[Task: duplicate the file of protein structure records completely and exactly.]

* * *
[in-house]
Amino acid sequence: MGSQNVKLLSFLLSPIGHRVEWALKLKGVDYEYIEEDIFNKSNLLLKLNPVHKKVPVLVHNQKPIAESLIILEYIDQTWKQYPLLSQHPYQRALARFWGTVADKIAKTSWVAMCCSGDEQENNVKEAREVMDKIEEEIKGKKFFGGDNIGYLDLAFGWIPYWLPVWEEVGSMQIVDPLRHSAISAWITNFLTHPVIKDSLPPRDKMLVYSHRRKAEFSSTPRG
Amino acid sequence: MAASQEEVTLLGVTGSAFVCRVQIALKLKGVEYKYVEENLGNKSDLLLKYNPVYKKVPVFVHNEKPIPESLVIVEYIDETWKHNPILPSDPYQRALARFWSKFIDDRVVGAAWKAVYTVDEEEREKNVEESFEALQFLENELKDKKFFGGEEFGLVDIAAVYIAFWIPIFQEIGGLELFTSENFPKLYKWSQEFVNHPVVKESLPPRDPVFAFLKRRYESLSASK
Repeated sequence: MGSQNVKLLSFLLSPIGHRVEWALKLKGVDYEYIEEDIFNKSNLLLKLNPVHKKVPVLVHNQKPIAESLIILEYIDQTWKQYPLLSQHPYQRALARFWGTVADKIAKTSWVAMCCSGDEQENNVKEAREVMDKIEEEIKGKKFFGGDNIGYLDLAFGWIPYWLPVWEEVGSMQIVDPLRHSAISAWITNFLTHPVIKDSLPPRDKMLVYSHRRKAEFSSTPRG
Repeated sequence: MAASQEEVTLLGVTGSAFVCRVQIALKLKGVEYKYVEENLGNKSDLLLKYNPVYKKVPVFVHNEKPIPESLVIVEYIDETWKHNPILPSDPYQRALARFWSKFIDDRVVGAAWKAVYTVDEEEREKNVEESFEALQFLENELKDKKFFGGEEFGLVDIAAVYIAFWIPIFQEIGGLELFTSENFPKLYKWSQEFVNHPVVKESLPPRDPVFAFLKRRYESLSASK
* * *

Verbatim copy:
[in-house]
Amino acid sequence: MGSQNVKLLSFLLSPIGHRVEWALKLKGVDYEYIEEDIFNKSNLLLKLNPVHKKVPVLVHNQKPIAESLIILEYIDQTWKQYPLLSQHPYQRALARFWGTVADKIAKTSWVAMCCSGDEQENNVKEAREVMDKIEEEIKGKKFFGGDNIGYLDLAFGWIPYWLPVWEEVGSMQIVDPLRHSAISAWITNFLTHPVIKDSLPPRDKMLVYSHRRKAEFSSTPRG
Amino acid sequence: MAASQEEVTLLGVTGSAFVCRVQIALKLKGVEYKYVEENLGNKSDLLLKYNPVYKKVPVFVHNEKPIPESLVIVEYIDETWKHNPILPSDPYQRALARFWSKFIDDRVVGAAWKAVYTVDEEEREKNVEESFEALQFLENELKDKKFFGGEEFGLVDIAAVYIAFWIPIFQEIGGLELFTSENFPKLYKWSQEFVNHPVVKESLPPRDPVFAFLKRRYESLSASK
Repeated sequence: MGSQNVKLLSFLLSPIGHRVEWALKLKGVDYEYIEEDIFNKSNLLLKLNPVHKKVPVLVHNQKPIAESLIILEYIDQTWKQYPLLSQHPYQRALARFWGTVADKIAKTSWVAMCCSGDEQENNVKEAREVMDKIEEEIKGKKFFGGDNIGYLDLAFGWIPYWLPVWEEVGSMQIVDPLRHSAISAWITNFLTHPVIKDSLPPRDKMLVYSHRRKAEFSSTPRG
Repeated sequence: MAASQEEVTLLGVTGSAFVCRVQIALKLKGVEYKYVEENLGNKSDLLLKYNPVYKKVPVFVHNEKPIPESLVIVEYIDETWKHNPILPSDPYQRALARFWSKFIDDRVVGAAWKAVYTVDEEEREKNVEESFEALQFLENELKDKKFFGGEEFGLVDIAAVYIAFWIPIFQEIGGLELFTSENFPKLYKWSQEFVNHPVVKESLPPRDPVFAFLKRRYESLSASK